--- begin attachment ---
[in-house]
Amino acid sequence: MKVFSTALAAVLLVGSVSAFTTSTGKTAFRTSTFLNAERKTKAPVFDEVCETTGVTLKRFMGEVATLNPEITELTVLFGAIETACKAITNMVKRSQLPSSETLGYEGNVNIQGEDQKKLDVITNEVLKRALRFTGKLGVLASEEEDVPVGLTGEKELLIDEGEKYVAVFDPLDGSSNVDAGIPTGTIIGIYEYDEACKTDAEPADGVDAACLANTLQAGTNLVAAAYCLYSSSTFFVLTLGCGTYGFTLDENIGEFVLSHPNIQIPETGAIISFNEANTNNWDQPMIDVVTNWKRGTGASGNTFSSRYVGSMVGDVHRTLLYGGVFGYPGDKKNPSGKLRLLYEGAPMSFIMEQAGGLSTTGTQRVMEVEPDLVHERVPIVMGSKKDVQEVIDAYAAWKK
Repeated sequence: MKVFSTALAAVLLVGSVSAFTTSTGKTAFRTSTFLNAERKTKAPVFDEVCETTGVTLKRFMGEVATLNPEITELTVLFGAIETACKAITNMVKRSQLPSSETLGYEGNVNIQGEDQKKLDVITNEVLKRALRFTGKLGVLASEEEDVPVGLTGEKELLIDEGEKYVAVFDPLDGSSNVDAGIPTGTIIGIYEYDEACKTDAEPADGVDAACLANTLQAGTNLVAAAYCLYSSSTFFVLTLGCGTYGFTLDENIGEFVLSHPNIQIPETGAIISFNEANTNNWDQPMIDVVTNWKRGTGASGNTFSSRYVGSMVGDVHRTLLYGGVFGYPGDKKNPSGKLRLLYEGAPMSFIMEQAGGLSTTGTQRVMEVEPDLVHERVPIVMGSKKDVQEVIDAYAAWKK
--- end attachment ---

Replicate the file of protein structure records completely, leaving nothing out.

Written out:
[in-house]
Amino acid sequence: MKVFSTALAAVLLVGSVSAFTTSTGKTAFRTSTFLNAERKTKAPVFDEVCETTGVTLKRFMGEVATLNPEITELTVLFGAIETACKAITNMVKRSQLPSSETLGYEGNVNIQGEDQKKLDVITNEVLKRALRFTGKLGVLASEEEDVPVGLTGEKELLIDEGEKYVAVFDPLDGSSNVDAGIPTGTIIGIYEYDEACKTDAEPADGVDAACLANTLQAGTNLVAAAYCLYSSSTFFVLTLGCGTYGFTLDENIGEFVLSHPNIQIPETGAIISFNEANTNNWDQPMIDVVTNWKRGTGASGNTFSSRYVGSMVGDVHRTLLYGGVFGYPGDKKNPSGKLRLLYEGAPMSFIMEQAGGLSTTGTQRVMEVEPDLVHERVPIVMGSKKDVQEVIDAYAAWKK
Repeated sequence: MKVFSTALAAVLLVGSVSAFTTSTGKTAFRTSTFLNAERKTKAPVFDEVCETTGVTLKRFMGEVATLNPEITELTVLFGAIETACKAITNMVKRSQLPSSETLGYEGNVNIQGEDQKKLDVITNEVLKRALRFTGKLGVLASEEEDVPVGLTGEKELLIDEGEKYVAVFDPLDGSSNVDAGIPTGTIIGIYEYDEACKTDAEPADGVDAACLANTLQAGTNLVAAAYCLYSSSTFFVLTLGCGTYGFTLDENIGEFVLSHPNIQIPETGAIISFNEANTNNWDQPMIDVVTNWKRGTGASGNTFSSRYVGSMVGDVHRTLLYGGVFGYPGDKKNPSGKLRLLYEGAPMSFIMEQAGGLSTTGTQRVMEVEPDLVHERVPIVMGSKKDVQEVIDAYAAWKK